The Women’s Foundation of California is excited to announce the launch of the Philanthropy and Public Policy Institute (PPPI), designed to build on the transformational success of the Women’s Policy Institute (WPI). Since 2003, WPI has transformed the lives of over 400 community-based leaders. And those leaders have transformed the lives of hundreds of thousands more.

In 2017 we are expanding this program and making it available to foundation leaders and philanthropists. Just like the WPI, the Philanthropy and Public Policy Institute is a hands-on experiential learning program focused on capacity building and network facilitation. Participants will attend a three-day experiential Institute on May 9 – 11, 2017 in Sacramento where they will learn the ins and outs of policy advocacy work, connect with other funders committed to effective policy-based grantmaking and meet with policymakers and policy advocates to hear how this work is being done on the ground. Participants will also have the opportunity to attend the Women’s Policy Institute Legislative Reception on May 9, 2017.

In order to share more details about this new program, we’ve recorded an informational webinar.

“Southern California Grantmakers is proud to partner with the Women’s Foundation of California on the Philanthropy and Public Policy Institute. The Institute teaches the skills that today’s philanthropy leaders need to leverage their resources for tangible, systemic impact in our communities.” – Christine Essel, President and CEO, Southern California Grantmakers

The Women’s Foundation of California is proud to introduce you to the 2016–2017 class of Women’s Policy Institute–State (WPI) fellows. This visionary group of grassroots and community leaders is embarking on a year-long intensive training program that will enable them to effect change at the center of California’s policymaking: the Capitol in Sacramento.

Cindy Marroquín is a member of the WPI interpersonal violence advocacy team, as well as education program manager at Rape Trauma Services in Burlingame. We asked Cindy to share a bit about her story.

You are a member of the Interpersonal Violence team. How did you come to be so committed to sexual assault and domestic violence work?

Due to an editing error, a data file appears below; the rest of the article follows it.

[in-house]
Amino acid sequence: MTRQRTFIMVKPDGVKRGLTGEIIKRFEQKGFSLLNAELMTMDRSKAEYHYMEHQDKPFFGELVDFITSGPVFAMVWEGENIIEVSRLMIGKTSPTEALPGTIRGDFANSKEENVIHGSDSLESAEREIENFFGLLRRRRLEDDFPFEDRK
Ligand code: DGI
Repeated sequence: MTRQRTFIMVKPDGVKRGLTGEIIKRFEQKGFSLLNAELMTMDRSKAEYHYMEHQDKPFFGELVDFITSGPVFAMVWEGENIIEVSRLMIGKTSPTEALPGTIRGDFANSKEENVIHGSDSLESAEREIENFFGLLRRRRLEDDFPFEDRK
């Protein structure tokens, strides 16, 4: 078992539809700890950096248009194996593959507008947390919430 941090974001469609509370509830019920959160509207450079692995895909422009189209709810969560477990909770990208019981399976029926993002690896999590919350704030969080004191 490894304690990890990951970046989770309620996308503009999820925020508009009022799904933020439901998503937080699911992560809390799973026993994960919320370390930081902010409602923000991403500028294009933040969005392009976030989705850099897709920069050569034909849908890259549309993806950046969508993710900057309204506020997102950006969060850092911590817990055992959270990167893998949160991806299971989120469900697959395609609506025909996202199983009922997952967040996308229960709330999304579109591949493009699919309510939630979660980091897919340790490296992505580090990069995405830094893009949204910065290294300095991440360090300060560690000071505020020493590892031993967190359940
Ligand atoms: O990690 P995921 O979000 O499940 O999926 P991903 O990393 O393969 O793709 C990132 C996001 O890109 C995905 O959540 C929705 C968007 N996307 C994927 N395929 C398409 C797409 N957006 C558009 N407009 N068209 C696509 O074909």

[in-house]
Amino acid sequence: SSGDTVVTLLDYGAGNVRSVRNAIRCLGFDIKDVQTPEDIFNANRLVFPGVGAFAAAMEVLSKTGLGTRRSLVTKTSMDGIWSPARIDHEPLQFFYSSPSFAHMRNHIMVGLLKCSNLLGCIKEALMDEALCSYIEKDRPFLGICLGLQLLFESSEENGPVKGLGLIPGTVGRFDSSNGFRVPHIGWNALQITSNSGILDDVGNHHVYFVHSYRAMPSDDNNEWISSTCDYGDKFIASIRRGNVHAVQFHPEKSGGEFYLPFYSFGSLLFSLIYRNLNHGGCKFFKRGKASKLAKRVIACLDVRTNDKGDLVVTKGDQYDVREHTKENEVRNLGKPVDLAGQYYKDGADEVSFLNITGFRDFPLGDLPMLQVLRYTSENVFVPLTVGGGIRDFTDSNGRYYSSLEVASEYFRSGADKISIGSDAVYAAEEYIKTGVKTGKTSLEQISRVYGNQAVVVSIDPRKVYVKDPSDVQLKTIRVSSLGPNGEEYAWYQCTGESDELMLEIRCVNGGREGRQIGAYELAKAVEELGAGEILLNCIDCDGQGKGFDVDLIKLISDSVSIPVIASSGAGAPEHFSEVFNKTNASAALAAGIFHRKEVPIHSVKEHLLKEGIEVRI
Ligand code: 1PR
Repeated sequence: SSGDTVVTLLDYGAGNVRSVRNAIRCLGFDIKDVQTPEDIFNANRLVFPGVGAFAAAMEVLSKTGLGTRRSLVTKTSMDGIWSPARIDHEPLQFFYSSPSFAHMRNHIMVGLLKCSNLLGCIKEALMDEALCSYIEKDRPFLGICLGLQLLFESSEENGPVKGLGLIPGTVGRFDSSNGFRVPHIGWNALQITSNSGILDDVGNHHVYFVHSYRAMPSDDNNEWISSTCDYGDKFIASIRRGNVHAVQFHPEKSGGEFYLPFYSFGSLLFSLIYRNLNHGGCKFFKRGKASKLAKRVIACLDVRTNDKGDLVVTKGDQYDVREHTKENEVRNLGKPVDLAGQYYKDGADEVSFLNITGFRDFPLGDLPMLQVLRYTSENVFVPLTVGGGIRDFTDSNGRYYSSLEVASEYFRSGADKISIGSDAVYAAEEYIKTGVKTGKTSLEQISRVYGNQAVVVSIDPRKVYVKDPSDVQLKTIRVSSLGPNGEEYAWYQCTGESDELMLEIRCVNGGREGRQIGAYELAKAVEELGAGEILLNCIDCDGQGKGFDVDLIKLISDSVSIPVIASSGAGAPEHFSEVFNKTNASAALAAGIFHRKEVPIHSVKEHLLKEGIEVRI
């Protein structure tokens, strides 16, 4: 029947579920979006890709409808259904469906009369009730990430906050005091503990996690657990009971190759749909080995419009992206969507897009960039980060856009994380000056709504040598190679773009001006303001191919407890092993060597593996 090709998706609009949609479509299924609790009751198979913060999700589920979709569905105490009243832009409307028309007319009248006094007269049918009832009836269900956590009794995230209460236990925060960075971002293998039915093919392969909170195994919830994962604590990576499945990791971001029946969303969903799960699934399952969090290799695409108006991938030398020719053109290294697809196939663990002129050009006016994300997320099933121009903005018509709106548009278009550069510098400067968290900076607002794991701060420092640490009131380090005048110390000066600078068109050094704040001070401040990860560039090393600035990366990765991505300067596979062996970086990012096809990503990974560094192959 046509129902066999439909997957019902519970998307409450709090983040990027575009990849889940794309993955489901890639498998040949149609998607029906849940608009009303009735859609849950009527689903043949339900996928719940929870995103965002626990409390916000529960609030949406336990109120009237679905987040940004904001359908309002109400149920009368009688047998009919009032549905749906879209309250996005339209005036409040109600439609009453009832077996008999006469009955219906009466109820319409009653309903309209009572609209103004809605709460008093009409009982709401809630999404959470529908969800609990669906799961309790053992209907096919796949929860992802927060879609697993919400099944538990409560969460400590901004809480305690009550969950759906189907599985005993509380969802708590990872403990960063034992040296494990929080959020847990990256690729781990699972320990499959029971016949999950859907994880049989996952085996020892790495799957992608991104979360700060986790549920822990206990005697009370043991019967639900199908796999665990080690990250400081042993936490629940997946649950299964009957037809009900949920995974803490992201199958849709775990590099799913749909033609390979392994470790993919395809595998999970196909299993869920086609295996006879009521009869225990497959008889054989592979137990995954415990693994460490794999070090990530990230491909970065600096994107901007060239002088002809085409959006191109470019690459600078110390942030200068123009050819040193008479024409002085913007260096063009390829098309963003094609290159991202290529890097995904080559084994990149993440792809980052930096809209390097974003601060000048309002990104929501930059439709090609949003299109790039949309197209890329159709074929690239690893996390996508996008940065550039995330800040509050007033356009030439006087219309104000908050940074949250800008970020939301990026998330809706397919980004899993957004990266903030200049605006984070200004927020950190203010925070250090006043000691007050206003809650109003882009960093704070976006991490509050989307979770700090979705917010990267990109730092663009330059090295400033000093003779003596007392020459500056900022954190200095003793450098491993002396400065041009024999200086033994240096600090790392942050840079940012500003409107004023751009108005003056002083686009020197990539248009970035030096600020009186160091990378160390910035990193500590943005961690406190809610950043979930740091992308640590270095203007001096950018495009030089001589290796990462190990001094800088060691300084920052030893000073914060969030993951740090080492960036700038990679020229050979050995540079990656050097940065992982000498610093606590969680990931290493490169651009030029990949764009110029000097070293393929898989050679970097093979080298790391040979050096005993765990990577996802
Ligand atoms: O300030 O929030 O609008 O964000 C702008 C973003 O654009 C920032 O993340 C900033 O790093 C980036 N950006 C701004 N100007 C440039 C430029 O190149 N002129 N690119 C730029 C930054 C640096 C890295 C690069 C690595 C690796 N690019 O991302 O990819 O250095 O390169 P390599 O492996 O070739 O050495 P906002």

I began doing this work in 2002 as a volunteer, after moving to a new city. My original “plan” was to finish school and obtain my teaching credentials, however, as I took the state-required training needed to volunteer, I learned so much about the epidemic of violence against women, specifically women of color, including learning to identify personal experiences that, before the training, I never knew how to identify, define or describe. After completing the training, volunteering, and eventually working at the agency, I knew this work is what I want and need to be doing. I’ve learned so much about myself and have grown immensely in this work!

What drew you to the WPI program? Why did you apply?
I’ve learned so much from my direct services work. I’ve also learned that as much as I love working directly with survivors, change needs to happen on a larger scale, a policy scale specifically. The work we do at local agencies is amazing, however, we can only do so much within the existing structures and laws we have to navigate in order to help support survivors. I was drawn to the Women’s Policy Institute for its specific focus on interpersonal violence and its commitment to creating spaces for women specifically. Public policy always seemed like it was “not for me”, mostly because it’s rare to see women of color in that space. I applied to WPI for personal growth opportunities as well as to bring all my direct service experiences to help inform policy changes that will improve services and support for survivors.

If you could tell Governor Jerry Brown one thing about your issue area and the people most impacted by your work, what would it be?